The April 4, 2018, crash of a Piper PA-28R-201 Arrow V operated by Embry-Riddle Aeronautical University (ERAU) continues to have repercussions. Most recently, the FAA has published a proposed airworthiness directive (AD) that would require inspecting each main wing spar of a wide range of Piper airplanes. The proposed AD is a response to the ERAU crash, which involved the inflight separation of the Piper Arrows left wing. Both aboard died and the airplane was destroyed.
As the morning waned, the weather picture improved greatly, with only scattered showers and clouds over the Mojave Desert and clearing over the west side of the Tehachapi Mountains. We ended up filing to go over Victorville and into Bakersfield to visit family. Soon, we were cruising in VMC at 10,000 feet and looking at the activity over the Mojave. Ahead, there were Pireps for icing above 8000 feet, so we asked for and received routing over Edwards AFB at 6000. Based on what we saw visually and on the FAAs flight information system (FIS-B), we thought we were well out of danger.
It fascinates me that many GA pilots of single-engine airplanes cruise at such low altitudes. Theyre apparently oblivious to the fact that they are flying behind a single engine and if it fails you are on short final to somewhere! Extra altitude not only increases your radius of action, it also adds extra time for trouble shooting (which might eliminate the initial problem altogether) and increases the probability that a Mayday call might be heard. The side benefits include greater aircraft efficiency, cooler temperatures in the summer and possibly a smoother ride, in addition to less-congested airspace. Those long, low, flat, power-on final approaches can put you in the trees if your engine even coughs on short final. Keep a little energy in the bank and make it SOP to shoot for a reasonable aiming point on the runway.
Vintage aircraft often have vintage owners. Familiarity being a source of contempt, long-time owners of aircraft seeing little activity may also see little need to perform preventive maintenance or conduct regular inspections. It was just fine when I parked it; what could possibly have broken while it was sitting in a hangar? can be a familiar refrain to pilots who have owned the same airplane for a significant time. After a while, the pilot/owner is so familiar with the aircraft, he or she can tell somethings wrong just by the slipstream noise.
My background as a crewmember aboard military aircraft gave me a strong appreciation for practicing emergencies. Thirty-two years after earning my private certificate, I had my first one. The early September evening started out like most other cross-country flights my wife and I had taken in the 18 months since we bought our Piper Archer II. Our plan was take off around 1600 local, get a good nights sleep at our destination, then I was to take my instrument-rating checkride the next morning.
The Pacific Northwest, for the purposes of this article, includes the states of Washington, Oregon, Idaho, and parts of Montana and Wyoming. Thats a huge hunk of territory and comprises more than 250,000 square miles for Washington, Oregon and Idaho alone. The region includes two major mountain ranges-the Cascades and the Northern Rockies-and many smaller ones, as well as several major river basins. There are major cities in the region, such as Seattle, Portland and Boise, but also thousands of square miles of largely empty land and wilderness.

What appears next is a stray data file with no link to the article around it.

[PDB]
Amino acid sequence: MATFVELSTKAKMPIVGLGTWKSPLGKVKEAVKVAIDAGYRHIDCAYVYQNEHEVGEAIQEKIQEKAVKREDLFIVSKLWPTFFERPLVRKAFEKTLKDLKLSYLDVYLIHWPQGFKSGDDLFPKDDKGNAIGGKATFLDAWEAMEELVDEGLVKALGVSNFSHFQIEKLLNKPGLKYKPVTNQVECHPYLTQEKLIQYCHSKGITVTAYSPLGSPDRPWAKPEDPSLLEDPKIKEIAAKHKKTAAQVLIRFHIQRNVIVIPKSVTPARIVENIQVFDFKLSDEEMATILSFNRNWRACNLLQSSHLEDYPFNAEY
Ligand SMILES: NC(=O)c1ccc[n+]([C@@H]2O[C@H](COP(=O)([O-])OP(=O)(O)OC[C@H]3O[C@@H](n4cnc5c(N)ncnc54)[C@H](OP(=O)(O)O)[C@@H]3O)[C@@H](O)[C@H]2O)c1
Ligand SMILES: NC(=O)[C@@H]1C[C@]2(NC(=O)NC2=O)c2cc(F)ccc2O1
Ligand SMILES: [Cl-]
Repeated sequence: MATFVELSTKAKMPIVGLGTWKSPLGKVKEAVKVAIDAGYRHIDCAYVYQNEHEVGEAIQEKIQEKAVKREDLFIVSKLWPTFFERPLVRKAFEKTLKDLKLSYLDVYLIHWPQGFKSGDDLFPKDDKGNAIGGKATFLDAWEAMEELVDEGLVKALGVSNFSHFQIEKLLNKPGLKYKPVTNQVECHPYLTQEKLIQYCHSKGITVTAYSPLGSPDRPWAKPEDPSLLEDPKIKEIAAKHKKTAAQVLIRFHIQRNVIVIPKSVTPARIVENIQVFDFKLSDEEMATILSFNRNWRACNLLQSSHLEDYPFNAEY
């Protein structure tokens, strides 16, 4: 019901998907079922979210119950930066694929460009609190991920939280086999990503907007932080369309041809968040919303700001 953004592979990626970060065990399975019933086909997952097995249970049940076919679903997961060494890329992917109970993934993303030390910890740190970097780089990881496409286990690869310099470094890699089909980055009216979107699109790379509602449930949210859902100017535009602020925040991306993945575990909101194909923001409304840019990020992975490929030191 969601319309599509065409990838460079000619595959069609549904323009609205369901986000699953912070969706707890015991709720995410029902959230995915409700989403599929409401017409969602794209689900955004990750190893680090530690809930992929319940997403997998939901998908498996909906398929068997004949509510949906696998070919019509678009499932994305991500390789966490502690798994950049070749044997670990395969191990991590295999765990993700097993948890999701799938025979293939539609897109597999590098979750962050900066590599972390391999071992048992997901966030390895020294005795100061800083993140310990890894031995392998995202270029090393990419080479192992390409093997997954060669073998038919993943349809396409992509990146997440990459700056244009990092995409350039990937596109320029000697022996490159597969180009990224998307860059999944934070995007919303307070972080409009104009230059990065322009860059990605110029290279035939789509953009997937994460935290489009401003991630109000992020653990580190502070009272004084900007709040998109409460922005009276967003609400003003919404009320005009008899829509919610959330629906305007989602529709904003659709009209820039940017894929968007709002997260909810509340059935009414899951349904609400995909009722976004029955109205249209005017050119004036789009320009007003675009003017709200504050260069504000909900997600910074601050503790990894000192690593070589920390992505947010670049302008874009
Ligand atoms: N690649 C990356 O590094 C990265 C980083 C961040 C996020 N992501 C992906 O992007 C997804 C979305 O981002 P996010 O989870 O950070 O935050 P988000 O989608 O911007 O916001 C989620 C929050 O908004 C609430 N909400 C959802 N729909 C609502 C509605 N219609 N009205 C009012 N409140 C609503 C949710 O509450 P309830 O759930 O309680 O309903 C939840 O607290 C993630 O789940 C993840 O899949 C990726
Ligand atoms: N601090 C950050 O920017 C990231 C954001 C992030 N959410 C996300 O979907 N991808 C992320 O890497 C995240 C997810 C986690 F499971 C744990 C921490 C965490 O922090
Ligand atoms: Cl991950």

the fact sheet suggests. Finally
According to the pilot, he was delayed about 10 minutes by traffic before completing the engine run-up and takeoff roll with no anomalies noted. After the pilot lifted off and retracted the landing gear, the engine stopped producing power about 300 feet above the runway. There was no time to perform remedial actions to restore power, so the pilot lowered the landing gear and touched down on the remaining runway. The airplane went off the departure end of the runway, down an embankment and across a road before coming to rest upright 384 feet beyond the runways departure end in low brush.
to maintain heading when employing the "one-wing low" method or apply it when using a little of both methods to align the airplane with the runway."
UDRI's test was conducted "at a higher speed than the combined maximum speed of the drone and airplane
I started my lessons (at 50 years old!) at an airport called Howell-New Lenox in Illinois. On my first solo, I had to go around due to a back taxi by another student with his instructor (my first exposure to being PIC in a two-pilot operation. But I was cool; I also learned that I was pretty calm in an abnormal situation-when Im alone.
A witness observed the airplane make a normal landing aligned with the runway centerline. His attention was momentarily diverted and when he looked back, the airplane was established in a gradual left turn, maneuvering at a slow speed in a three-point attitude. The airplane then collided with the airport perimeter fence and came to rest about 600 feet past the touchdown point. The pilot stated that, despite application of brakes and right rudder, the airplane veered off the runway. Damage included the right wing strut.